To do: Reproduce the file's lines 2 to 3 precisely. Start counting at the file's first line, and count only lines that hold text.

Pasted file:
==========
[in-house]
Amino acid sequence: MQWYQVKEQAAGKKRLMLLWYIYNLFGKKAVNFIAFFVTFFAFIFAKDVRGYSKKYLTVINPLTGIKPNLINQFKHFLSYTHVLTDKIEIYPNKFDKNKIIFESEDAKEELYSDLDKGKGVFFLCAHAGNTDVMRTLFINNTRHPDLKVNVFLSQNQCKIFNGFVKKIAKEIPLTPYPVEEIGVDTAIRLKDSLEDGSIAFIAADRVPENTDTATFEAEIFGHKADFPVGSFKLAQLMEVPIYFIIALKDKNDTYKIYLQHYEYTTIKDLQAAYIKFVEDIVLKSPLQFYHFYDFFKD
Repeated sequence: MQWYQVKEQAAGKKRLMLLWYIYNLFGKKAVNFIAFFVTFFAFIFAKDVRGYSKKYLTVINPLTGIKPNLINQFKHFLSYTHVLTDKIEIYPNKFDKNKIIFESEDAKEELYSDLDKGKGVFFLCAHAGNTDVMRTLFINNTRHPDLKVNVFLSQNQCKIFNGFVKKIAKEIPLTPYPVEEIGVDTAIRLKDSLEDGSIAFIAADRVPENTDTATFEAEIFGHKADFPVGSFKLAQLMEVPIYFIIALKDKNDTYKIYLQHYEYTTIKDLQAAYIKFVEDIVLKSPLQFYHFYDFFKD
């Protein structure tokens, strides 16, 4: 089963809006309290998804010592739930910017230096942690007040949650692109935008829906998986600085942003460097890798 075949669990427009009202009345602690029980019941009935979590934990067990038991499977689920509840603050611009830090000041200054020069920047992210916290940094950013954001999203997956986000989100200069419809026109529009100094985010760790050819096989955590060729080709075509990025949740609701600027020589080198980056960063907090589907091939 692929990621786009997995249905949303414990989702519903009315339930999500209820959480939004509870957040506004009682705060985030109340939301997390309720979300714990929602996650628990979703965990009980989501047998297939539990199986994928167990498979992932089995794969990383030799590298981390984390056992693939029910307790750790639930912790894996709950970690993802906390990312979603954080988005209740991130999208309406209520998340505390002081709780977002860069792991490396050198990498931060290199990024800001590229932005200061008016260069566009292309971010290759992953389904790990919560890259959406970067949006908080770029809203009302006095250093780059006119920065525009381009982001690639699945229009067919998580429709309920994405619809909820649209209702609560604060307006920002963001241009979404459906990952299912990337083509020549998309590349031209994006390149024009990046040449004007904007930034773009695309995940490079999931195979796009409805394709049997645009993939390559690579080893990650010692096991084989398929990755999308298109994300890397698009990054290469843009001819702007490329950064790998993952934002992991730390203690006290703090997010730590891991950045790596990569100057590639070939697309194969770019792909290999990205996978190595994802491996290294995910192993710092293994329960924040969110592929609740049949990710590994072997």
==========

Amino acid sequence: MQWYQVKEQAAGKKRLMLLWYIYNLFGKKAVNFIAFFVTFFAFIFAKDVRGYSKKYLTVINPLTGIKPNLINQFKHFLSYTHVLTDKIEIYPNKFDKNKIIFESEDAKEELYSDLDKGKGVFFLCAHAGNTDVMRTLFINNTRHPDLKVNVFLSQNQCKIFNGFVKKIAKEIPLTPYPVEEIGVDTAIRLKDSLEDGSIAFIAADRVPENTDTATFEAEIFGHKADFPVGSFKLAQLMEVPIYFIIALKDKNDTYKIYLQHYEYTTIKDLQAAYIKFVEDIVLKSPLQFYHFYDFFKD
Repeated sequence: MQWYQVKEQAAGKKRLMLLWYIYNLFGKKAVNFIAFFVTFFAFIFAKDVRGYSKKYLTVINPLTGIKPNLINQFKHFLSYTHVLTDKIEIYPNKFDKNKIIFESEDAKEELYSDLDKGKGVFFLCAHAGNTDVMRTLFINNTRHPDLKVNVFLSQNQCKIFNGFVKKIAKEIPLTPYPVEEIGVDTAIRLKDSLEDGSIAFIAADRVPENTDTATFEAEIFGHKADFPVGSFKLAQLMEVPIYFIIALKDKNDTYKIYLQHYEYTTIKDLQAAYIKFVEDIVLKSPLQFYHFYDFFKD